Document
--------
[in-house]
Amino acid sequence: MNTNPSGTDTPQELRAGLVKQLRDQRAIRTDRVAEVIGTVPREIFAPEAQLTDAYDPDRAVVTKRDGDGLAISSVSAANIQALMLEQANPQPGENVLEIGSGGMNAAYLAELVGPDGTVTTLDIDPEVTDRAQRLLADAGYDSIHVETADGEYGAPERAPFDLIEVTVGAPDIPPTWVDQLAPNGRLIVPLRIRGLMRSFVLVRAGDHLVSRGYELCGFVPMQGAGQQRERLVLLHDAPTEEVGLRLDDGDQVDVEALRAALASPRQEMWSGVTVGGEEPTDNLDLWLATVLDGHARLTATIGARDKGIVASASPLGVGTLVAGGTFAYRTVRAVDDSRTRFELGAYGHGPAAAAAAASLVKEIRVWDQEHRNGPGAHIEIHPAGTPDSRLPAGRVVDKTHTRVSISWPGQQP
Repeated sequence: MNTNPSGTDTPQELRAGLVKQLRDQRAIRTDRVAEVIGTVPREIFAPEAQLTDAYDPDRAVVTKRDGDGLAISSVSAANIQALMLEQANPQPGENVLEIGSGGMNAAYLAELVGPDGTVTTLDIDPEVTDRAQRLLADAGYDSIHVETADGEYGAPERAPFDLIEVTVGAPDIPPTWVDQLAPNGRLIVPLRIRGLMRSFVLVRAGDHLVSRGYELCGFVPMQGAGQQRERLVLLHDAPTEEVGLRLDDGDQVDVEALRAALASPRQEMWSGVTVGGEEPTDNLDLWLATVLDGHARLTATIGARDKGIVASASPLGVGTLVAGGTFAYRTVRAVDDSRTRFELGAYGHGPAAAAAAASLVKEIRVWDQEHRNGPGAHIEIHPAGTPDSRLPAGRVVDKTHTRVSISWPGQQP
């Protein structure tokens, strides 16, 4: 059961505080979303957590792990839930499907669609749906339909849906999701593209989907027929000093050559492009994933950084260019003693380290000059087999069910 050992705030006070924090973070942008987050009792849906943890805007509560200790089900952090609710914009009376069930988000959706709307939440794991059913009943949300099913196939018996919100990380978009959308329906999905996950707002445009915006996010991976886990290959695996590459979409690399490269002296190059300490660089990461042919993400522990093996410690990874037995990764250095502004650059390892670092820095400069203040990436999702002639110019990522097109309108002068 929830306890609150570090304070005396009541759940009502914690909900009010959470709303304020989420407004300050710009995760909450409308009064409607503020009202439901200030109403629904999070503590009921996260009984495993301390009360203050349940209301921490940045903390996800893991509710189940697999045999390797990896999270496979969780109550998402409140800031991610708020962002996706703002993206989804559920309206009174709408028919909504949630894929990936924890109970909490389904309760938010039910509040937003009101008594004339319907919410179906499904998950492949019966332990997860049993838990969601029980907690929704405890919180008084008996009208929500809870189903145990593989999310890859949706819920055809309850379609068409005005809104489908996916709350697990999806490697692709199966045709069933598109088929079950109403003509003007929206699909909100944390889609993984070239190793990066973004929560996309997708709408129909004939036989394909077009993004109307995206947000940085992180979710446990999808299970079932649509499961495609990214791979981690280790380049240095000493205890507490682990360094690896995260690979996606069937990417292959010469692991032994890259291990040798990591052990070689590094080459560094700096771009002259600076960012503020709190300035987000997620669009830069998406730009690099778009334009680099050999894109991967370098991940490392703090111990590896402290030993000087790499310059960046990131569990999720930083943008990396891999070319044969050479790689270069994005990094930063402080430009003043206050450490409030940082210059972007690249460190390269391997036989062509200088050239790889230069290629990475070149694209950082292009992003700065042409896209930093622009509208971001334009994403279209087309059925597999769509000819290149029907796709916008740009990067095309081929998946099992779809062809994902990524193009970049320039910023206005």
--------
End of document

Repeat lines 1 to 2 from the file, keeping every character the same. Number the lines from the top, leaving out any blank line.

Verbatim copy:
[in-house]
Amino acid sequence: MNTNPSGTDTPQELRAGLVKQLRDQRAIRTDRVAEVIGTVPREIFAPEAQLTDAYDPDRAVVTKRDGDGLAISSVSAANIQALMLEQANPQPGENVLEIGSGGMNAAYLAELVGPDGTVTTLDIDPEVTDRAQRLLADAGYDSIHVETADGEYGAPERAPFDLIEVTVGAPDIPPTWVDQLAPNGRLIVPLRIRGLMRSFVLVRAGDHLVSRGYELCGFVPMQGAGQQRERLVLLHDAPTEEVGLRLDDGDQVDVEALRAALASPRQEMWSGVTVGGEEPTDNLDLWLATVLDGHARLTATIGARDKGIVASASPLGVGTLVAGGTFAYRTVRAVDDSRTRFELGAYGHGPAAAAAAASLVKEIRVWDQEHRNGPGAHIEIHPAGTPDSRLPAGRVVDKTHTRVSISWPGQQP